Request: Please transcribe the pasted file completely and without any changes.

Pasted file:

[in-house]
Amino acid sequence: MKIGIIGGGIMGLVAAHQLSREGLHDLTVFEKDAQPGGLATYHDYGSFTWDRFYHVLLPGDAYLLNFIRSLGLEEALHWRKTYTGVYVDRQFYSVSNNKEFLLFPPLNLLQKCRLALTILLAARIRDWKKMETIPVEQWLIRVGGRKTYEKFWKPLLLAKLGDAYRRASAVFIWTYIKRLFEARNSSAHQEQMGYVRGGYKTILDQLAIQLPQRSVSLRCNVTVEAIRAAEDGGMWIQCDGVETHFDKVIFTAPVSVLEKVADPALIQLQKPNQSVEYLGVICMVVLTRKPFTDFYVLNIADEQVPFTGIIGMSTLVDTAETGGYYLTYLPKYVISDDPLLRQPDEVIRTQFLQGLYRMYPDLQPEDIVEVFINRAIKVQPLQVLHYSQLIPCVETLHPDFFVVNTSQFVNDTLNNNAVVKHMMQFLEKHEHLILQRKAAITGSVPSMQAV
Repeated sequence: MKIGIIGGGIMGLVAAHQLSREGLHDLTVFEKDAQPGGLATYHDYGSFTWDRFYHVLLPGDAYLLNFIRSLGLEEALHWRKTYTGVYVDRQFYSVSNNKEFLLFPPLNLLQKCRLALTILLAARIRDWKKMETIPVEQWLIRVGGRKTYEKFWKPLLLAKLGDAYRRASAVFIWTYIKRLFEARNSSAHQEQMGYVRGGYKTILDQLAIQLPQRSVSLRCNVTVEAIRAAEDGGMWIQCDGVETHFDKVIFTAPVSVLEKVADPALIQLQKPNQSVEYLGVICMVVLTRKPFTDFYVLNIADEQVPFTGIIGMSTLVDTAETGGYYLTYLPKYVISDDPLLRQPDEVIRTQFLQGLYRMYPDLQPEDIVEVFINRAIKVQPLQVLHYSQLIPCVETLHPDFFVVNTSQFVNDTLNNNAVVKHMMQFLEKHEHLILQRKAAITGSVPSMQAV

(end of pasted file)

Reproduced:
[in-house]
Amino acid sequence: MKIGIIGGGIMGLVAAHQLSREGLHDLTVFEKDAQPGGLATYHDYGSFTWDRFYHVLLPGDAYLLNFIRSLGLEEALHWRKTYTGVYVDRQFYSVSNNKEFLLFPPLNLLQKCRLALTILLAARIRDWKKMETIPVEQWLIRVGGRKTYEKFWKPLLLAKLGDAYRRASAVFIWTYIKRLFEARNSSAHQEQMGYVRGGYKTILDQLAIQLPQRSVSLRCNVTVEAIRAAEDGGMWIQCDGVETHFDKVIFTAPVSVLEKVADPALIQLQKPNQSVEYLGVICMVVLTRKPFTDFYVLNIADEQVPFTGIIGMSTLVDTAETGGYYLTYLPKYVISDDPLLRQPDEVIRTQFLQGLYRMYPDLQPEDIVEVFINRAIKVQPLQVLHYSQLIPCVETLHPDFFVVNTSQFVNDTLNNNAVVKHMMQFLEKHEHLILQRKAAITGSVPSMQAV
Repeated sequence: MKIGIIGGGIMGLVAAHQLSREGLHDLTVFEKDAQPGGLATYHDYGSFTWDRFYHVLLPGDAYLLNFIRSLGLEEALHWRKTYTGVYVDRQFYSVSNNKEFLLFPPLNLLQKCRLALTILLAARIRDWKKMETIPVEQWLIRVGGRKTYEKFWKPLLLAKLGDAYRRASAVFIWTYIKRLFEARNSSAHQEQMGYVRGGYKTILDQLAIQLPQRSVSLRCNVTVEAIRAAEDGGMWIQCDGVETHFDKVIFTAPVSVLEKVADPALIQLQKPNQSVEYLGVICMVVLTRKPFTDFYVLNIADEQVPFTGIIGMSTLVDTAETGGYYLTYLPKYVISDDPLLRQPDEVIRTQFLQGLYRMYPDLQPEDIVEVFINRAIKVQPLQVLHYSQLIPCVETLHPDFFVVNTSQFVNDTLNNNAVVKHMMQFLEKHEHLILQRKAAITGSVPSMQAV